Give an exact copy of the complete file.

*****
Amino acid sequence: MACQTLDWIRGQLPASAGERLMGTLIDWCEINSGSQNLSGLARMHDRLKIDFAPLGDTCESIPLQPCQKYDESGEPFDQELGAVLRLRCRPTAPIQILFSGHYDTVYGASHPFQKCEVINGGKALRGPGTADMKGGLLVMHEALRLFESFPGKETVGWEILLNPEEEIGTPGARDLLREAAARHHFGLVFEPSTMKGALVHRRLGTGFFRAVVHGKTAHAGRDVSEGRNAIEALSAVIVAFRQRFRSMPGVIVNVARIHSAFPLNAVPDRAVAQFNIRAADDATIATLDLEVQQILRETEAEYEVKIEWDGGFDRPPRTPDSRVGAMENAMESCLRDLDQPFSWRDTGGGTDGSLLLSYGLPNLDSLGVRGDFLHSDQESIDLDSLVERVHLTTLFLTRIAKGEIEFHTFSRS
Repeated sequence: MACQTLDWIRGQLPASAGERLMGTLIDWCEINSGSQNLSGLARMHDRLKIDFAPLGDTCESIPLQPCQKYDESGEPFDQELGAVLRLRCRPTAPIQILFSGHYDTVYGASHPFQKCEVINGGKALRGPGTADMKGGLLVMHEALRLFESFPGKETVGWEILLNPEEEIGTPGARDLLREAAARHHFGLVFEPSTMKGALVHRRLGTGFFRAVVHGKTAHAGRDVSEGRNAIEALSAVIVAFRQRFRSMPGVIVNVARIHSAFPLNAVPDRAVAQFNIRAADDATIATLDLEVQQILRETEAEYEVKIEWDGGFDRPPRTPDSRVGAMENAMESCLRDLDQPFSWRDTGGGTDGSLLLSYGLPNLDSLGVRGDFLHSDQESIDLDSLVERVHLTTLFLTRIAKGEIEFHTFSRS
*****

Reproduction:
Amino acid sequence: MACQTLDWIRGQLPASAGERLMGTLIDWCEINSGSQNLSGLARMHDRLKIDFAPLGDTCESIPLQPCQKYDESGEPFDQELGAVLRLRCRPTAPIQILFSGHYDTVYGASHPFQKCEVINGGKALRGPGTADMKGGLLVMHEALRLFESFPGKETVGWEILLNPEEEIGTPGARDLLREAAARHHFGLVFEPSTMKGALVHRRLGTGFFRAVVHGKTAHAGRDVSEGRNAIEALSAVIVAFRQRFRSMPGVIVNVARIHSAFPLNAVPDRAVAQFNIRAADDATIATLDLEVQQILRETEAEYEVKIEWDGGFDRPPRTPDSRVGAMENAMESCLRDLDQPFSWRDTGGGTDGSLLLSYGLPNLDSLGVRGDFLHSDQESIDLDSLVERVHLTTLFLTRIAKGEIEFHTFSRS
Repeated sequence: MACQTLDWIRGQLPASAGERLMGTLIDWCEINSGSQNLSGLARMHDRLKIDFAPLGDTCESIPLQPCQKYDESGEPFDQELGAVLRLRCRPTAPIQILFSGHYDTVYGASHPFQKCEVINGGKALRGPGTADMKGGLLVMHEALRLFESFPGKETVGWEILLNPEEEIGTPGARDLLREAAARHHFGLVFEPSTMKGALVHRRLGTGFFRAVVHGKTAHAGRDVSEGRNAIEALSAVIVAFRQRFRSMPGVIVNVARIHSAFPLNAVPDRAVAQFNIRAADDATIATLDLEVQQILRETEAEYEVKIEWDGGFDRPPRTPDSRVGAMENAMESCLRDLDQPFSWRDTGGGTDGSLLLSYGLPNLDSLGVRGDFLHSDQESIDLDSLVERVHLTTLFLTRIAKGEIEFHTFSRS